“Bioplastics can be used in a growing number of application areas,” explained Oliver Kutsch, CEO of Ceresana, who noted that polylactic acids, starch blends, cellulose and other bioplastics achieve significantly higher growth rates than conventional plastics made of mineral oils or natural gases. The report’s summary quickly points out, however, that “bio is not always compostable.”

“Two groups of materials are called bioplastics, although they are not necessarily identical: There are biodegradable plastics that can be composted, as well as bio-based plastics that are made of renewable resources but are not biodegradable. Biodegradable plastics, such as polylactic acids (PLAs) and polymers based on cornstarch, reached a market share of 56% of the total market for bioplastics in 2018. Ceresana predicts volume growth of 7.1% per year up until 2026 for this product group. Biobased plastics such as polyethylene, PET or PA made of sugar cane, which are not biodegradable, are expected to experience weaker growth, at 5.1% per year.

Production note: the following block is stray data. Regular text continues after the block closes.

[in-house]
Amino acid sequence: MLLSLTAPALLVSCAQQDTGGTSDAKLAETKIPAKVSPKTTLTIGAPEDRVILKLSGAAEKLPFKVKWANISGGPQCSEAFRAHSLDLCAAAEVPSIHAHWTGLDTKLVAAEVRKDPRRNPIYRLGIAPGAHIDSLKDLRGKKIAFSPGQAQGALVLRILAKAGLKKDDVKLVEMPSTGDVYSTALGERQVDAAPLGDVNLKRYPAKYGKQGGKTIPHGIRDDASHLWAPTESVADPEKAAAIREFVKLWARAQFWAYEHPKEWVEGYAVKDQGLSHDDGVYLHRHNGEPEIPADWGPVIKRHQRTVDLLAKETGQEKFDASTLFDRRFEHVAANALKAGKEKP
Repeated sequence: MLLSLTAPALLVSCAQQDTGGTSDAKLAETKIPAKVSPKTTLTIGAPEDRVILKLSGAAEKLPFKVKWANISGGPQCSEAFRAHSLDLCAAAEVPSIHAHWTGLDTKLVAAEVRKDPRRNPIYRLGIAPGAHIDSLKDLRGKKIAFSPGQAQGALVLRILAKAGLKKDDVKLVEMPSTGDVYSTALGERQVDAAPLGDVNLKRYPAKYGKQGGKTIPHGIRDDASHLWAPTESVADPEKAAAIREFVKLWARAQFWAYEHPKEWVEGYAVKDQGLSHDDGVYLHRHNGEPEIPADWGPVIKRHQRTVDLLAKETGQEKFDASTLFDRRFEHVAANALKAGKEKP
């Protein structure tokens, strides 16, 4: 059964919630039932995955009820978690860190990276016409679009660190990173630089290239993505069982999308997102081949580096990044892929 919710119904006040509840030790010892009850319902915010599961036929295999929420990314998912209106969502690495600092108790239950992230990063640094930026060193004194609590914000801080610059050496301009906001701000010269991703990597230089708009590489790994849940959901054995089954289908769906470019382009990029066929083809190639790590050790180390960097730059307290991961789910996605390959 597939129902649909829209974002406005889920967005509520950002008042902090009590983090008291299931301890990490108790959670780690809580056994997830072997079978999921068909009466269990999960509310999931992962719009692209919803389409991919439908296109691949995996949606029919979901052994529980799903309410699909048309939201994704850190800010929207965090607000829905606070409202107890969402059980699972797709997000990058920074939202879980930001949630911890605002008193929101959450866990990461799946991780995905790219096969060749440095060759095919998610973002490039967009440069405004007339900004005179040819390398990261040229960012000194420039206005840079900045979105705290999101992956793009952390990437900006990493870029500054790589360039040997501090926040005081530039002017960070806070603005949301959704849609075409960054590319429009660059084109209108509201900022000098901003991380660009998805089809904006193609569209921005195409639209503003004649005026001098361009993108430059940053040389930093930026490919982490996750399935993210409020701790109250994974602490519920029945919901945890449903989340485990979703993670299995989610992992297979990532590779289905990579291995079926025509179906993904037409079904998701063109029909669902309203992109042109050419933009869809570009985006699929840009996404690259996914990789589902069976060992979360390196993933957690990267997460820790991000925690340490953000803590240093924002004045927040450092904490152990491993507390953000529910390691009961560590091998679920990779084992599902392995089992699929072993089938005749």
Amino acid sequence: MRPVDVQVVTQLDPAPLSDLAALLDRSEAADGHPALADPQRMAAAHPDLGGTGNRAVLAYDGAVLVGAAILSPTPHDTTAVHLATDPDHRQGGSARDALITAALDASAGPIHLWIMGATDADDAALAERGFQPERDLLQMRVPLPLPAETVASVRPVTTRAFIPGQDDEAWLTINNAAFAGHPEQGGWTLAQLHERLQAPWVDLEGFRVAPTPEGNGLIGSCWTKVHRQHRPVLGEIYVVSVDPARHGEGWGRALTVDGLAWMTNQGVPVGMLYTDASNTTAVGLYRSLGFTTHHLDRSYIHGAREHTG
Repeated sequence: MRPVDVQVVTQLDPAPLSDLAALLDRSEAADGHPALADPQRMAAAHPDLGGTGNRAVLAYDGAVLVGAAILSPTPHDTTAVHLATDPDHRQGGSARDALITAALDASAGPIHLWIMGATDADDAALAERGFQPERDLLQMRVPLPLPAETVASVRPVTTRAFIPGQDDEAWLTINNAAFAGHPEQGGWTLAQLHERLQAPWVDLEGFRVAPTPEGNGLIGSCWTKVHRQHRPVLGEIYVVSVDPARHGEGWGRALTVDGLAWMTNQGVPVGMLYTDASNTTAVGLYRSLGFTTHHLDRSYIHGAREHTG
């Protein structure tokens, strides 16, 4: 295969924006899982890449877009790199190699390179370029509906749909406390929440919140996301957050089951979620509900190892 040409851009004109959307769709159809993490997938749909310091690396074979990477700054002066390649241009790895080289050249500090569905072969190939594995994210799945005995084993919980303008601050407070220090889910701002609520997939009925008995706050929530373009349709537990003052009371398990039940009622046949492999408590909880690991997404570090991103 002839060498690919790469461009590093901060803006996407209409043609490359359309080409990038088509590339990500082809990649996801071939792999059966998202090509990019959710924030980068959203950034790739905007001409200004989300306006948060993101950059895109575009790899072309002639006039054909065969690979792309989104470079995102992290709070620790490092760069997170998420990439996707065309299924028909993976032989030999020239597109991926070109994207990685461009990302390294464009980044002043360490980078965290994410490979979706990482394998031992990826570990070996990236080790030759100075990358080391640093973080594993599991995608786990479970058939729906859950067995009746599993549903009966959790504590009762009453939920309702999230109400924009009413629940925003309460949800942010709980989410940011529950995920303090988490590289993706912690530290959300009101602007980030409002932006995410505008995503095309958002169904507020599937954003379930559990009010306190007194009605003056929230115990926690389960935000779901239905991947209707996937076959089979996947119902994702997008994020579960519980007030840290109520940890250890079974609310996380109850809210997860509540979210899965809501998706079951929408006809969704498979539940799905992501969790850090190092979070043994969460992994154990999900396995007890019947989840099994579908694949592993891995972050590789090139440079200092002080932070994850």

At the International Elastomer Conference in Cleveland last year, Ramani Narayan, distinguished professor at Michigan State University, stated in his keynote address that biobased and biodegradable are useless terms “unless people understand what they mean and how they work scientifically.” The keynote, “Biobased, biodegradable polymers may not be as eco-friendly as you think,” was reprinted in the Oct. 8, 2019, edition of Rubber & Plastics News.